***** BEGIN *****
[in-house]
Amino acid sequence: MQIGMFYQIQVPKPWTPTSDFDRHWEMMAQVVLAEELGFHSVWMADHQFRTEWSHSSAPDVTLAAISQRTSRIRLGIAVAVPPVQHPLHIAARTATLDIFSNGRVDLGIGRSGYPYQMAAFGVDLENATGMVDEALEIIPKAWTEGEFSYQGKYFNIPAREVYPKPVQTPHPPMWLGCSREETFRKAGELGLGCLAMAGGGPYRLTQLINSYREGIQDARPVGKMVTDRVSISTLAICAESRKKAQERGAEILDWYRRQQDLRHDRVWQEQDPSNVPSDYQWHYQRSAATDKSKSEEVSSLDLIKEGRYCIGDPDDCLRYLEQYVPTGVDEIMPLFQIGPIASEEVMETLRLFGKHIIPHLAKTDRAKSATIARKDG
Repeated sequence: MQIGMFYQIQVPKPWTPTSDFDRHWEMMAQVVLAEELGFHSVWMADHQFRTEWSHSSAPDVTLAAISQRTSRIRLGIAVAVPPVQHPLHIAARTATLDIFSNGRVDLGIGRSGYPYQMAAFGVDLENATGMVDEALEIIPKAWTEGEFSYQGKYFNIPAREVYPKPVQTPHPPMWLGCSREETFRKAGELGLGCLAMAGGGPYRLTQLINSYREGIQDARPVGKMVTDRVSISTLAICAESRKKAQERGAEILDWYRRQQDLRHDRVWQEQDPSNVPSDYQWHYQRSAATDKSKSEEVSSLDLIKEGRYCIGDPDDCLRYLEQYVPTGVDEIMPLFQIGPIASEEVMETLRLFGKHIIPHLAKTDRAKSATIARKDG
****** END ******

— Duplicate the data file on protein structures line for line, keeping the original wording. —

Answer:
[in-house]
Amino acid sequence: MQIGMFYQIQVPKPWTPTSDFDRHWEMMAQVVLAEELGFHSVWMADHQFRTEWSHSSAPDVTLAAISQRTSRIRLGIAVAVPPVQHPLHIAARTATLDIFSNGRVDLGIGRSGYPYQMAAFGVDLENATGMVDEALEIIPKAWTEGEFSYQGKYFNIPAREVYPKPVQTPHPPMWLGCSREETFRKAGELGLGCLAMAGGGPYRLTQLINSYREGIQDARPVGKMVTDRVSISTLAICAESRKKAQERGAEILDWYRRQQDLRHDRVWQEQDPSNVPSDYQWHYQRSAATDKSKSEEVSSLDLIKEGRYCIGDPDDCLRYLEQYVPTGVDEIMPLFQIGPIASEEVMETLRLFGKHIIPHLAKTDRAKSATIARKDG
Repeated sequence: MQIGMFYQIQVPKPWTPTSDFDRHWEMMAQVVLAEELGFHSVWMADHQFRTEWSHSSAPDVTLAAISQRTSRIRLGIAVAVPPVQHPLHIAARTATLDIFSNGRVDLGIGRSGYPYQMAAFGVDLENATGMVDEALEIIPKAWTEGEFSYQGKYFNIPAREVYPKPVQTPHPPMWLGCSREETFRKAGELGLGCLAMAGGGPYRLTQLINSYREGIQDARPVGKMVTDRVSISTLAICAESRKKAQERGAEILDWYRRQQDLRHDRVWQEQDPSNVPSDYQWHYQRSAATDKSKSEEVSSLDLIKEGRYCIGDPDDCLRYLEQYVPTGVDEIMPLFQIGPIASEEVMETLRLFGKHIIPHLAKTDRAKSATIARKDG